One of the more wonderful moments I enjoyed in Istanbul was biting into a hamburger, of all things, and suddenly deciding to dedicate the next two or three hours of my mental processes to identifying my all-time top five hamburgers, John-Cusack-in-High–Fidelity-style. (By the way, if you haven’t seen High Fidelity, just go to Blockbuster now, seriously.)
This is based on memory. It is also based on pure personal enjoyment rather than anything like an objective standard for the measuring of burger quality. I’ve tried to go into enough detail, where possible, to recreate the magic.
Disqualified Due to Sheer Outrageous Cheekiness: The Garbage Burger, Max & Erma’s, Midwest, USA. I’m not even sure the Garbage Burger counts as a burger; it’s more like a pile. The cooks at Max & Erma’s, the only chain on this list (and the only place on it twice, sort of), decided to put every single burger topping possible on this burger.
10 ounce patty. Lettuce, tomato, red onions, pickles, six (6) kinds of cheese, mushrooms, bacon, white onions (grilled), marinara sauce, and guacamole.
Yes, I have eaten a Garbage Burger. And by “eaten,” I mean, “attempted to eat and utterly failed.” Given that it’s estimated at 2,600 calories, that’s probably a good thing. Mine was served basically as a gigantic pile of Stuff, and fell apart so quickly I remember scooping it up with a spoon. But oh, the flavor: it was like getting bombarded with flavors. It is the 1812 Overture of hamburgers.
Someday, somehow, perhaps I–with another extremely hungry person–will again order one of these behemoths, and perhaps then we may finish it.
5. Salmon burger, somewhere in Vancouver, Canada (2002). I feel bad about forgetting where I ate this; it was on English Bay, just south of Stanley Park, at a restaurant with a rooftop terrace where you could watch the sun set.
The thing I remember most about the salmon burger was, it was really, really sticky. Like, paper-napkin-stuck-to-your-fingers sticky. It had been marinated in soy sauce and something sweet and placed in a gentle bun, and nothing got in the way of the excellence of the salmon. Kind of want to go back and see if it’s as I remember it.
4. The Kitchenette Burger, The Kitchenette, Ortaköy, Istanbul, Turkey (2011). A hamburger whose outstanding creativity and bewildering array of toppings don’t stop it from being elegant. Indeed, it’s hard to believe that so much stuff on a burger can produce a result which feels so natural: a chorus of flavors in unison.
Let’s break the burger down and see how it was done.
The first key is clear: a really good bun. This one was sesame, and toasted, not until black around the edges but until it had a nice crunch. The second key is even more obvious: great meat.
This is one of two burgers on the list with “Turkish spicing.” I’m not entirely sure what that means, but Turks spice their hamburger patties the way they spice their köftes (meatballs), with things like cumin, garlic, parsley, and diced white onions.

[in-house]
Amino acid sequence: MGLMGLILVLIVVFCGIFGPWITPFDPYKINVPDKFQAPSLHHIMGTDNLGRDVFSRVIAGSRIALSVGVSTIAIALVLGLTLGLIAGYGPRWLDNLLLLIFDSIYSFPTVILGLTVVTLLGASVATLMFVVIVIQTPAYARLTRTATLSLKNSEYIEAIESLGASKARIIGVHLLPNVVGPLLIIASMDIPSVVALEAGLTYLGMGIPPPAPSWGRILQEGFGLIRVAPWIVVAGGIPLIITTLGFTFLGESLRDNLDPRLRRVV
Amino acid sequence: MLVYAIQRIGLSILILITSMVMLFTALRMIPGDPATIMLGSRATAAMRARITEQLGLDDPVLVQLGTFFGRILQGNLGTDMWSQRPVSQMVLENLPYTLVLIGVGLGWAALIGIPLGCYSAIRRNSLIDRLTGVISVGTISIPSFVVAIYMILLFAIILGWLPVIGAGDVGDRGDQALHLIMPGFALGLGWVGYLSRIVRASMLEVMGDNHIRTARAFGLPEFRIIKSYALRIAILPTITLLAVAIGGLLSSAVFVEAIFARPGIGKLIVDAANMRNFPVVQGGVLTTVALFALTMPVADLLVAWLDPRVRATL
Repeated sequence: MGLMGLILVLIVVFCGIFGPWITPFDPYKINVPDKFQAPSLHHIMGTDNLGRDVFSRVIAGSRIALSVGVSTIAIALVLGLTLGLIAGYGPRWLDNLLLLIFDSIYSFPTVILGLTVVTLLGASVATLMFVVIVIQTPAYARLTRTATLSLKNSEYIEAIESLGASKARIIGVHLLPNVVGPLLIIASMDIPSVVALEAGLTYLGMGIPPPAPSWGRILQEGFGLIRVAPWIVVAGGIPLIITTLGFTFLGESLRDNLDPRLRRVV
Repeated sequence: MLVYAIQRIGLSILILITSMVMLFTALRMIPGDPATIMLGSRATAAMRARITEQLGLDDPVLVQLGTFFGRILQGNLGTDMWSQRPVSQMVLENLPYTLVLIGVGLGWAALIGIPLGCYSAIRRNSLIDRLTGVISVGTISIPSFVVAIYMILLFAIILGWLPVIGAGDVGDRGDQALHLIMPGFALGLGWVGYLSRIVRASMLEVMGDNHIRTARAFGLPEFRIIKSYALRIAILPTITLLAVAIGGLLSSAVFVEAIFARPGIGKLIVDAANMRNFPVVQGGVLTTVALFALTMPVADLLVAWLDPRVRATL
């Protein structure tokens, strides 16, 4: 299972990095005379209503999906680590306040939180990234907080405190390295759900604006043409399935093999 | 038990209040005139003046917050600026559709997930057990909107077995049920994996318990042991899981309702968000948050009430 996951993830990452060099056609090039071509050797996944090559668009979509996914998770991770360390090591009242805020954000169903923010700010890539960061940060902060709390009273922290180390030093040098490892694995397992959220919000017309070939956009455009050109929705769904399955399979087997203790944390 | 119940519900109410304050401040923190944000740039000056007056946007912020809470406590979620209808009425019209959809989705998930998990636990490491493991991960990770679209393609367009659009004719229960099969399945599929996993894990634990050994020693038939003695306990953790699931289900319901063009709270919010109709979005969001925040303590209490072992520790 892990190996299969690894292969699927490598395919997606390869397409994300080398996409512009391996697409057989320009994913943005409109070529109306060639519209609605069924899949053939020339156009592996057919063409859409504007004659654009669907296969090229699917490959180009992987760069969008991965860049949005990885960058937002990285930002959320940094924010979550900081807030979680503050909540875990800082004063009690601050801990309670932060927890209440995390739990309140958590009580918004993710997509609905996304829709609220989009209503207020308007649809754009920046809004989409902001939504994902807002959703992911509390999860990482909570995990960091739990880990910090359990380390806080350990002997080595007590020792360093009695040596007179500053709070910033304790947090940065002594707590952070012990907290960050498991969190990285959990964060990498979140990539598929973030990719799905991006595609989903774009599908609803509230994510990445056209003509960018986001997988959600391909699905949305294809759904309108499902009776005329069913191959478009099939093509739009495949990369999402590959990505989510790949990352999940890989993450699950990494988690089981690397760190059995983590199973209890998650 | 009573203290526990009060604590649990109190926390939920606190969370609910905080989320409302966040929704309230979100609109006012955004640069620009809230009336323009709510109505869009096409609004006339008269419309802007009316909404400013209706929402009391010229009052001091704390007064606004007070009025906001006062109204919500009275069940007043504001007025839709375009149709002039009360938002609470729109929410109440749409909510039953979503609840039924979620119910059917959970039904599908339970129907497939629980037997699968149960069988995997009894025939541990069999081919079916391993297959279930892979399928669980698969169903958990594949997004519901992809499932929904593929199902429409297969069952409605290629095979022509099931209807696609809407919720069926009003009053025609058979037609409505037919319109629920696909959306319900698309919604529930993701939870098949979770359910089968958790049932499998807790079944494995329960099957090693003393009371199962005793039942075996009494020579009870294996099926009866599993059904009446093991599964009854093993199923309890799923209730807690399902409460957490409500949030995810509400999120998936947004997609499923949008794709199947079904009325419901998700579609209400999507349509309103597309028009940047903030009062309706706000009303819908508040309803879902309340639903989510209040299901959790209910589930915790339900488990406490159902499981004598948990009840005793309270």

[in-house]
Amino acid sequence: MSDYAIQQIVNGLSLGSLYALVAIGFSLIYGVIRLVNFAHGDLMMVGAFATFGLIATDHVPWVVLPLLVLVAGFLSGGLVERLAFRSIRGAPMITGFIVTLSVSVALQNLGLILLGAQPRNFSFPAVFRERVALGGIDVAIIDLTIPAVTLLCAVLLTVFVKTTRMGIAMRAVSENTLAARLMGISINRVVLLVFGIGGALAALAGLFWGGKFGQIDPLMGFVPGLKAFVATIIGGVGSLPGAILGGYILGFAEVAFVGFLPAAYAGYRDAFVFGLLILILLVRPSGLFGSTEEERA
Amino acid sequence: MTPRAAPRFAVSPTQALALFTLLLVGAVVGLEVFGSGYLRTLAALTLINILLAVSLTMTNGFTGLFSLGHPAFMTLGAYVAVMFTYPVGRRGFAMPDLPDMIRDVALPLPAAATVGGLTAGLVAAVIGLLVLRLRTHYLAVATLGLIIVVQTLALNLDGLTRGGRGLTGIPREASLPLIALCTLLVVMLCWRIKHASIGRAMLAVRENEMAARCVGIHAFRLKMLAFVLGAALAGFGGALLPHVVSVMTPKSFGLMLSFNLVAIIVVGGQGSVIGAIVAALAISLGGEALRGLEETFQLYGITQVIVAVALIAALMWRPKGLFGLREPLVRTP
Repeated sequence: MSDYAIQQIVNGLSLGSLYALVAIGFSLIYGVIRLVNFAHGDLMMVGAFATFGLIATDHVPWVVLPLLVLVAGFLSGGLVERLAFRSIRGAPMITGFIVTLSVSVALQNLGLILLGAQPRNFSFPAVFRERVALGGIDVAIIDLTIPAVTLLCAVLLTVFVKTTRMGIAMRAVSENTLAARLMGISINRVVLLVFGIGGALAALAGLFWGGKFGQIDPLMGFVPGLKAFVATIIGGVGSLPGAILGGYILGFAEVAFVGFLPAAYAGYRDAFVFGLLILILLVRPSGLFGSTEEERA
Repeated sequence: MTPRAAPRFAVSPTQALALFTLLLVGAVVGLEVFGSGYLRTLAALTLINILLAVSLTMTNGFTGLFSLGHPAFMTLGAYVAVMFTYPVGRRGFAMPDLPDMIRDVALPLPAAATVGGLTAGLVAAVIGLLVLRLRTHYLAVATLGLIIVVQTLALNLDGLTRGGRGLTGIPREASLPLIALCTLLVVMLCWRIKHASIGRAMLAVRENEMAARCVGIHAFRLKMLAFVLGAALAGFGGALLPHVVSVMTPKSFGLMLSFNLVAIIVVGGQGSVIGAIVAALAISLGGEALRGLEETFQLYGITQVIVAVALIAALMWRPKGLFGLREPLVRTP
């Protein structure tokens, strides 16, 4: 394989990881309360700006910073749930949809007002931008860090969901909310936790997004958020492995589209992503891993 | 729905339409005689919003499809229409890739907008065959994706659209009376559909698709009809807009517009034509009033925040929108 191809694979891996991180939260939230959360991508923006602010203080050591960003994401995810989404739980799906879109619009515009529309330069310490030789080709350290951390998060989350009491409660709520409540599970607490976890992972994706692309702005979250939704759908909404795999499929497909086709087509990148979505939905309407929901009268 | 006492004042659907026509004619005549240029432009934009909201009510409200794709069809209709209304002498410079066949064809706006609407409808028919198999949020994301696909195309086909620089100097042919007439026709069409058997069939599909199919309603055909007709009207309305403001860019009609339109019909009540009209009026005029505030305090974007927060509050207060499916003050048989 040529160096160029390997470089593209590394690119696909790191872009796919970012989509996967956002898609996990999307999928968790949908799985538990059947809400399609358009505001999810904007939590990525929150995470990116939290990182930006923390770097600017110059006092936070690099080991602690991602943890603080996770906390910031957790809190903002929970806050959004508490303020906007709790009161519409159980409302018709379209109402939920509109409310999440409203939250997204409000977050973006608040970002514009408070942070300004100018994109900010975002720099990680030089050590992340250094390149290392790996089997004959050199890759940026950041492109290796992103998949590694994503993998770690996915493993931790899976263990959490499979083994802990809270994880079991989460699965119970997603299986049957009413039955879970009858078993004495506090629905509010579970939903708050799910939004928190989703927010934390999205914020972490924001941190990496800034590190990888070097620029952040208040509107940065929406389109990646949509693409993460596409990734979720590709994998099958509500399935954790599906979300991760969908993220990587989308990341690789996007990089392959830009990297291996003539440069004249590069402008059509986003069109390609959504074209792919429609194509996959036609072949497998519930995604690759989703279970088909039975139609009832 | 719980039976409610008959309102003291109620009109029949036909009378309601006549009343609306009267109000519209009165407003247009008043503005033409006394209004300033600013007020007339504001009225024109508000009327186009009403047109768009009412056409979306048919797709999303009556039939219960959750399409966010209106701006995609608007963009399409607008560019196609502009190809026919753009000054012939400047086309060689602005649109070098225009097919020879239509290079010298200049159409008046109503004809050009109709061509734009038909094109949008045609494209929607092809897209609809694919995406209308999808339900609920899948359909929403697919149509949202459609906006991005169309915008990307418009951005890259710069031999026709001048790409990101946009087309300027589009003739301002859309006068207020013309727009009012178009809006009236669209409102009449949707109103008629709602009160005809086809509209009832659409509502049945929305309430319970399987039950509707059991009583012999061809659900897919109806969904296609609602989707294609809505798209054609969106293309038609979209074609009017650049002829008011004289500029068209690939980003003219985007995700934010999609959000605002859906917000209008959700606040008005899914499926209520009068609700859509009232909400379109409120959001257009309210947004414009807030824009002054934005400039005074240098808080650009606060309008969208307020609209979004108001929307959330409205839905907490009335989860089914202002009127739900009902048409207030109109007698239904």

The usual suspects (lettuce, tomato, onions, a pickle I removed) are there. But then the twists: kaşar cheese (sometimes “kasseri”), spinach, sun-dried tomatoes, and a sort of tartar sauce with capers and tiny diced bell peppers. Innovative, very Turkish, a distinctive but classy twist on the burger. And as soon as I took the first bite, I knew it was one of my favorites.
3. Barbecue burger, Max & Erma’s, Midwest, USA (2000-2005). Unlike the Garbage Burger, with this one Max knew where to stop. Barbecue sauce. Bacon. Cheddar cheese. Juicy, smoky, marvelous meat. Sometimes, that’s all you need.
2. Backyard burger, my house, Boerne, TX (2005-2010). The second burger on the list to use “Turkish meat,” because my parents are geniuses. My dad does the grilltending himself–charcoal, not gas, of course–and the result is juicy, flavorful hamburgers which taste like home. They’re a comfort, a welcome, a pause to enjoy life in our backyard. I prefer to add the following eclectic group of toppings:
– lettuce and sauteed sweet onions
– Danish havarti cheese
– hickory barbecue sauce (avoid Kraft, it’s oversweet)
– just a little bit of wasabi
Yes! Wasabi. It adds that undertone of kick which makes the burger (white-hot with juices and just off the grill) absolutely perfect.
Well, not quite perfect. The one thing holding my family hamburger back from the top spot is that we have never quite solved the bun problem; wheat buns from the grocery store taste to me more like ways of holding the ingredients than actual additions to the flavor. There has to be a better way–even a better brand in the store. We just haven’t quite found it…
Who could possibly keep our family’s home burgers and their incomparable bliss in second place? I’m glad you asked:
1. 814 Burger, 814: A Texas Bistro, Comfort, TX (2010). I don’t remember all that much about this burger. Its memory is wrapped in a golden fog.
I remember thinking it didn’t have much to it. Lettuce, onions, tomato, pepper jack cheese. Some kind of sauce. A kaiser roll. But as soon as I bit into it, all that faded away.
Aside from being in a more or less pure state of bliss, the only concrete thing I actually remember about the burger was the meat: so thick, so juicy and fresh, not smoky but still characterful, perfect. I remember not believing it. And that’s the last memory before I slipped into euphoria.
Of course, like all mystical experiences, this may have been an illusion, some sort of trick of fate. I’ve only had the 814 burger once. And I’ll tell you this: the moment I get back to Texas, I’m going back to have it again.